'Internet-connected pacemakers' come closer to reality

A new study has revealed that pacemakers with internet connection are not-so-distant goal as the University of the Basque Country has designed an efficient security protocol to protect the information provided by medical devices connected to the Internet.

Washington: A new study has revealed that pacemakers with internet connection are not-so-distant goal as the University of the Basque Country has designed an efficient security protocol to protect the information provided by medical devices connected to the Internet.

In modern western societies the fitting of pacemakers and implantable cardioverter defibrillators (ICDs) is growing rapidly, which control heart rhythm and, if necessary, send an appropriate response to make the heart beat at the right rhythm.

They also record heart activity patterns when abnormal heart rhythm is detected and this information is periodically checked and monitored by a doctor to plan future treatment. To do this, the information is transmitted in wireless mode to an external device. At the moment this communication is carried out in hospitals.

The direct connection of medical sensors to the Internet is the next natural step in this evolution, and will enable doctors to obtain the information stored by the sensors at any moment and from any device connected to the Internet.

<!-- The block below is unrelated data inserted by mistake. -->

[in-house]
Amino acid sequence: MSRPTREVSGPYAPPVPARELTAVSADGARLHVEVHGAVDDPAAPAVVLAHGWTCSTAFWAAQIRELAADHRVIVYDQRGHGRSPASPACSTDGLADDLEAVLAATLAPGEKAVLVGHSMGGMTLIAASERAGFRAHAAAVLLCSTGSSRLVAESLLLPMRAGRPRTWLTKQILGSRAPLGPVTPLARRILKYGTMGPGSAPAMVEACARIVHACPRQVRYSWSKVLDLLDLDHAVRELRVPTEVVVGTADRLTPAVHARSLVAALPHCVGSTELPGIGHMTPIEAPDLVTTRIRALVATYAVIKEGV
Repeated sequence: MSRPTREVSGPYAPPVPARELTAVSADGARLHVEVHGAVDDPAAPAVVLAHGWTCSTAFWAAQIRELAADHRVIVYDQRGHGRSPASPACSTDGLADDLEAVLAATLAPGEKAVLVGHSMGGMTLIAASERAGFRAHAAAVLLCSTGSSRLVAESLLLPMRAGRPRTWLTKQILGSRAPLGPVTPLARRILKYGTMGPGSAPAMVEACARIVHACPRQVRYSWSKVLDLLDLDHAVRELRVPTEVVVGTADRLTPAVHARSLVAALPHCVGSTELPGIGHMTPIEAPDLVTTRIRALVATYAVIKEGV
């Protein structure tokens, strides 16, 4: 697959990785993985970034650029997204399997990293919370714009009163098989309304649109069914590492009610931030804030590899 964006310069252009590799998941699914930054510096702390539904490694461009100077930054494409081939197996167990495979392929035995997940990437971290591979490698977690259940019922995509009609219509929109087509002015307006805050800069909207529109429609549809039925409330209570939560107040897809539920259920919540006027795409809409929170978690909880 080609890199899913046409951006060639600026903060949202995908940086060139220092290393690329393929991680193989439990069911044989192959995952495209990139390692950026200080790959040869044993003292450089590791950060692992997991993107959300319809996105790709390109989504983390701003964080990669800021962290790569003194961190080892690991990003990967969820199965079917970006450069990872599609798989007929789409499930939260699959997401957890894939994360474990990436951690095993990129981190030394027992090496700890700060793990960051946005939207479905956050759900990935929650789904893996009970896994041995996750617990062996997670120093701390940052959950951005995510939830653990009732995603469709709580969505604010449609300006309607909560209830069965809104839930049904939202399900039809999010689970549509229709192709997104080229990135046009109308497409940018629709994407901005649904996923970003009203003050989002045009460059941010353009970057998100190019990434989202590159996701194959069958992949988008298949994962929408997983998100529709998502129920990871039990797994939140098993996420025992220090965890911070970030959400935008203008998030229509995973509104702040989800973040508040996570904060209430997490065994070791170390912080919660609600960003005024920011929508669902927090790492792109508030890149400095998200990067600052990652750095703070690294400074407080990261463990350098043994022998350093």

Despite its great potential, the success of a monitoring system of this type is determined, among other things, by the protection of the privacy of the information transmitted.

A researcher has developed the Ladon security protocol, an efficient mechanism to authenticate, authorise and establish the end-to-end keys (keys for communication between the terminal used by the doctor and the patient's device), which offers revolutionary features for sensors of this type.

There are three key parameters in the development of new solutions for implantable medical sensors: energy consumption, memory space and latency. Energy efficiency is the most important design parameter for any protocol that has to work in these devices, since replacing the batteries used in them means opening up a wound in the patient's chest.

Researcher Jasone Astorga explained, it has been found that "the energy consumption of this Ladon protocol is negligible in comparison with the usual consumption of a pacemaker or ICD when applying its therapy (stimulating or defibrillating), and has no significant impact on how long the batteries last. On the other hand, they have found that the deployment of this security application in the sensors has led to very little memory consumption and finally, the latency incorporated by the protocol in the setting up of a secure communication is also less.

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